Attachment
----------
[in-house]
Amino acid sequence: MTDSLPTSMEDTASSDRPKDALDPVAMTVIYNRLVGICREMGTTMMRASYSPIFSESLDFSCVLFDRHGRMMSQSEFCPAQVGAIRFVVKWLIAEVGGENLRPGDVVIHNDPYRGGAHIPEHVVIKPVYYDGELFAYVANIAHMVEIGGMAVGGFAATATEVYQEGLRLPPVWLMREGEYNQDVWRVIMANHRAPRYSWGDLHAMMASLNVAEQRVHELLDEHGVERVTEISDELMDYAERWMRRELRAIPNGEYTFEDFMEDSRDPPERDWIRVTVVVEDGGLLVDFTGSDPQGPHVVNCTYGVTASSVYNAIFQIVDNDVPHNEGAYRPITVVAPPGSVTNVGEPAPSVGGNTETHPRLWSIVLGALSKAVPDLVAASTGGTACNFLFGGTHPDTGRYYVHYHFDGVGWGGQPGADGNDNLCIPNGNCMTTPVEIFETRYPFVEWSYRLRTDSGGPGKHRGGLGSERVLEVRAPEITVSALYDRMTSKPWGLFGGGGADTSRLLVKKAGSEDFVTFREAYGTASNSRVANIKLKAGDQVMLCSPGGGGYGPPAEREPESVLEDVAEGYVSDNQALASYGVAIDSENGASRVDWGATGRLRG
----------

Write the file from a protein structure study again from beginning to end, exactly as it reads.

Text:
[in-house]
Amino acid sequence: MTDSLPTSMEDTASSDRPKDALDPVAMTVIYNRLVGICREMGTTMMRASYSPIFSESLDFSCVLFDRHGRMMSQSEFCPAQVGAIRFVVKWLIAEVGGENLRPGDVVIHNDPYRGGAHIPEHVVIKPVYYDGELFAYVANIAHMVEIGGMAVGGFAATATEVYQEGLRLPPVWLMREGEYNQDVWRVIMANHRAPRYSWGDLHAMMASLNVAEQRVHELLDEHGVERVTEISDELMDYAERWMRRELRAIPNGEYTFEDFMEDSRDPPERDWIRVTVVVEDGGLLVDFTGSDPQGPHVVNCTYGVTASSVYNAIFQIVDNDVPHNEGAYRPITVVAPPGSVTNVGEPAPSVGGNTETHPRLWSIVLGALSKAVPDLVAASTGGTACNFLFGGTHPDTGRYYVHYHFDGVGWGGQPGADGNDNLCIPNGNCMTTPVEIFETRYPFVEWSYRLRTDSGGPGKHRGGLGSERVLEVRAPEITVSALYDRMTSKPWGLFGGGGADTSRLLVKKAGSEDFVTFREAYGTASNSRVANIKLKAGDQVMLCSPGGGGYGPPAEREPESVLEDVAEGYVSDNQALASYGVAIDSENGASRVDWGATGRLRG